Unless your machine is misconfigured, the command
mail (or other mail programs such as
mutt) will access your local mailbox. Usually the local mailbox is either
/var/mail/$USER. If the mailbox is in a non-standard location, the system administrator may have configured the system to set the
MAIL environment variable to the location of your mailbox.
If you've never received mail on that machine, then the file won't exist. Send yourself a mail, and the file will be created.
If any mail is ever delivered on this machine, then a mail transfer agent is running. You wouldn't ever interact directly with the MTA: it's something that the administrator set up.
The existence of the files
/var/spool/mail/www-data shows that there is (or was) an MTA running and delivering mail locally. They probably contain reports from cron jobs.
You will only be able to receive mail from other machines if that machine is configured to receive mail. In a multiple-computer environment, it is common to configure a single machine to receive all mail. This is indicated through DNS. If there is an MX record for a host, it indicates which host is to receive the mail intended for that host. You can see the MX record with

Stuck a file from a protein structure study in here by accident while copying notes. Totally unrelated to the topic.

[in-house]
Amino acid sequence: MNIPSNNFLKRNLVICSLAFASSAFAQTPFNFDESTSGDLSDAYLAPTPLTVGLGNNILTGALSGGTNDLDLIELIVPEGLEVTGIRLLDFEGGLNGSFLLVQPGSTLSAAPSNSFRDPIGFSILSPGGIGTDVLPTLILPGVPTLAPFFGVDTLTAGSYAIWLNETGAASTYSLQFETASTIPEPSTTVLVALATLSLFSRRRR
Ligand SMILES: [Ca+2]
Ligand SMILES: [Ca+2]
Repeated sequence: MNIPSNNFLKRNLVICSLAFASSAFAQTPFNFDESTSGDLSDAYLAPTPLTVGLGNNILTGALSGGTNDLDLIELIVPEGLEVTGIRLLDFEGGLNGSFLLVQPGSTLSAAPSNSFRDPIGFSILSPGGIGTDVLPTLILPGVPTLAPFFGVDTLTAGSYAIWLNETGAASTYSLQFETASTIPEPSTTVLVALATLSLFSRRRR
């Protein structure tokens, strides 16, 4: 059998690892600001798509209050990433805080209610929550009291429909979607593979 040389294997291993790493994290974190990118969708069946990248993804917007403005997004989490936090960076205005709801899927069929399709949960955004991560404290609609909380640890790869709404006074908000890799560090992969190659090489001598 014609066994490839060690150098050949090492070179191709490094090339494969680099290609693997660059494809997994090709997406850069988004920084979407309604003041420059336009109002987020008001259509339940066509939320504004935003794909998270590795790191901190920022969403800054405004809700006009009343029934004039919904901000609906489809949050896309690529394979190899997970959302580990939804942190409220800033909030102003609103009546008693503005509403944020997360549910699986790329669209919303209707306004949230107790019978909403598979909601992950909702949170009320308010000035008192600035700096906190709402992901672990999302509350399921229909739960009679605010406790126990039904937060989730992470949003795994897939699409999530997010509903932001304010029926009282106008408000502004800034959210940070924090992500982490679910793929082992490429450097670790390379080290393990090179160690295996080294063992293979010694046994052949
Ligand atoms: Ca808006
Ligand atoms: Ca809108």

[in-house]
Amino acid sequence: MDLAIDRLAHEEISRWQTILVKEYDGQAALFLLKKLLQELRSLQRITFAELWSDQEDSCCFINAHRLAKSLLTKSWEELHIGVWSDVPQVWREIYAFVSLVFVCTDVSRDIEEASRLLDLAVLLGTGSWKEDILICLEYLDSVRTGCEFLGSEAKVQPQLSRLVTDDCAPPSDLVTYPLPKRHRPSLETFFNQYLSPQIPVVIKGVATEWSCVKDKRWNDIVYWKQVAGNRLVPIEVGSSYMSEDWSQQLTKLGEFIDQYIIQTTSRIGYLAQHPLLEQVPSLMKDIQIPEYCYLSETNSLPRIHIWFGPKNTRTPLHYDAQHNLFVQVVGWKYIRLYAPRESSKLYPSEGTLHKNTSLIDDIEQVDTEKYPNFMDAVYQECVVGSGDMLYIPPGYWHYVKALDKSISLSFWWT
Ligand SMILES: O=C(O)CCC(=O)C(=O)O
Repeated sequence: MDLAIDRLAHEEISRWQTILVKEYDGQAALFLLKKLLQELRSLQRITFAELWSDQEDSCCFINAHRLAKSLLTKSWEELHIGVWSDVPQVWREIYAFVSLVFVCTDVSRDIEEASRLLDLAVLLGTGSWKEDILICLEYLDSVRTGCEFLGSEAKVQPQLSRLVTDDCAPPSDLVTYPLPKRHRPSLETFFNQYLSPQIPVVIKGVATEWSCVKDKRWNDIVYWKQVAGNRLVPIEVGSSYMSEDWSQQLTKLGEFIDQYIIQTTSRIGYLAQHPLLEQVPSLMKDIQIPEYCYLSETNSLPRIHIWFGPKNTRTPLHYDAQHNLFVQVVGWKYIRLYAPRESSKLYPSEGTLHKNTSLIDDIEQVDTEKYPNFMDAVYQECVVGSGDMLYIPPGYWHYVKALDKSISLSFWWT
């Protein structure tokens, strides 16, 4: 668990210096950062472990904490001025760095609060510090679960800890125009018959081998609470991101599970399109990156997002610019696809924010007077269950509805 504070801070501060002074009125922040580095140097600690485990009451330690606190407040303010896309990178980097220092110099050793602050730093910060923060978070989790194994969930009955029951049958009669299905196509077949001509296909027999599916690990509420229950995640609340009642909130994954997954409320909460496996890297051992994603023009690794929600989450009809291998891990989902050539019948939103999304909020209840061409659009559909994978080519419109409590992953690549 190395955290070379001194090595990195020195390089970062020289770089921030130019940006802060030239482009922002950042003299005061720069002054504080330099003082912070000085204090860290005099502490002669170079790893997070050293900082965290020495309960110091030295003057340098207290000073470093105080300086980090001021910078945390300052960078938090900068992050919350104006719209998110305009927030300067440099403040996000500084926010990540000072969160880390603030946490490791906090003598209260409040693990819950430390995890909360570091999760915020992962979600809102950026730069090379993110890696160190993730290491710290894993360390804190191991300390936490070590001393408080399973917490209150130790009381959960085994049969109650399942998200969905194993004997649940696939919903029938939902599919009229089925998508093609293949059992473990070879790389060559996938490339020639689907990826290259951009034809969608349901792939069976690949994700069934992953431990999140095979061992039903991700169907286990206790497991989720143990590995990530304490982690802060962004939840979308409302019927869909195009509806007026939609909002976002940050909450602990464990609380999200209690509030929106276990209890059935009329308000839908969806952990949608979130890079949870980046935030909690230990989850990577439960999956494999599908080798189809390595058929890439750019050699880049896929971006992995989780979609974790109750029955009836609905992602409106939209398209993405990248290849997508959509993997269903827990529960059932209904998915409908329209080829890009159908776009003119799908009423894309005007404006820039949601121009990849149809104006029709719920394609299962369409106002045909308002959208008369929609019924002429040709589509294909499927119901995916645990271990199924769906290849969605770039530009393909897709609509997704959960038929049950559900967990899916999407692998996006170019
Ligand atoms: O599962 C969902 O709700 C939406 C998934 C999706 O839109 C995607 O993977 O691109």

host -t MX $HOSTNAME or
dig MX $HOSTNAME.
Even if you are receiving mail locally, it's possible that it is redirected to another machine. Check if you have a file called
.forward in your home directory: it contains an email address to redirect your mail to, or some other directive telling the MTA what to do when you receive mail. You may also have a
.procmailrc file if the MTA is configured to use procmail to deliver the mail, which is fairly common.